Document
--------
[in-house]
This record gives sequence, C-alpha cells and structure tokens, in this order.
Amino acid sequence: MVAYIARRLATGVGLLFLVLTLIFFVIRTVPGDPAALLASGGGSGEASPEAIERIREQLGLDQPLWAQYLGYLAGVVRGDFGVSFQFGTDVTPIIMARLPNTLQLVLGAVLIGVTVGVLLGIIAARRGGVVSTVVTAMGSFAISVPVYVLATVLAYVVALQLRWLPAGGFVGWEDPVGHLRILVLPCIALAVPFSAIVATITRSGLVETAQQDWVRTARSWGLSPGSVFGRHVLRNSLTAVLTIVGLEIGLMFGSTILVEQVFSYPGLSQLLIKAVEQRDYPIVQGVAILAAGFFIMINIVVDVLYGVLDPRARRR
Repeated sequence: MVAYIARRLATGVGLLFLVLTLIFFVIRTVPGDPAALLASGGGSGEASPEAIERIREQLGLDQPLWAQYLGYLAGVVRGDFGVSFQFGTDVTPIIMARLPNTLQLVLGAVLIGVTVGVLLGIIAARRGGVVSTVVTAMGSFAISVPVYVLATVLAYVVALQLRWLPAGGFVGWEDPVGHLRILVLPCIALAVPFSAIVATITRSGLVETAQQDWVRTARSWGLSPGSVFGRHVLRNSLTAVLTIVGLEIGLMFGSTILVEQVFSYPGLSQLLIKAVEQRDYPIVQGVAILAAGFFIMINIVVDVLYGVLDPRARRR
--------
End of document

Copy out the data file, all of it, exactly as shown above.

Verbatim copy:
[in-house]
This record gives sequence, C-alpha cells and structure tokens, in this order.
Amino acid sequence: MVAYIARRLATGVGLLFLVLTLIFFVIRTVPGDPAALLASGGGSGEASPEAIERIREQLGLDQPLWAQYLGYLAGVVRGDFGVSFQFGTDVTPIIMARLPNTLQLVLGAVLIGVTVGVLLGIIAARRGGVVSTVVTAMGSFAISVPVYVLATVLAYVVALQLRWLPAGGFVGWEDPVGHLRILVLPCIALAVPFSAIVATITRSGLVETAQQDWVRTARSWGLSPGSVFGRHVLRNSLTAVLTIVGLEIGLMFGSTILVEQVFSYPGLSQLLIKAVEQRDYPIVQGVAILAAGFFIMINIVVDVLYGVLDPRARRR
Repeated sequence: MVAYIARRLATGVGLLFLVLTLIFFVIRTVPGDPAALLASGGGSGEASPEAIERIREQLGLDQPLWAQYLGYLAGVVRGDFGVSFQFGTDVTPIIMARLPNTLQLVLGAVLIGVTVGVLLGIIAARRGGVVSTVVTAMGSFAISVPVYVLATVLAYVVALQLRWLPAGGFVGWEDPVGHLRILVLPCIALAVPFSAIVATITRSGLVETAQQDWVRTARSWGLSPGSVFGRHVLRNSLTAVLTIVGLEIGLMFGSTILVEQVFSYPGLSQLLIKAVEQRDYPIVQGVAILAAGFFIMINIVVDVLYGVLDPRARRR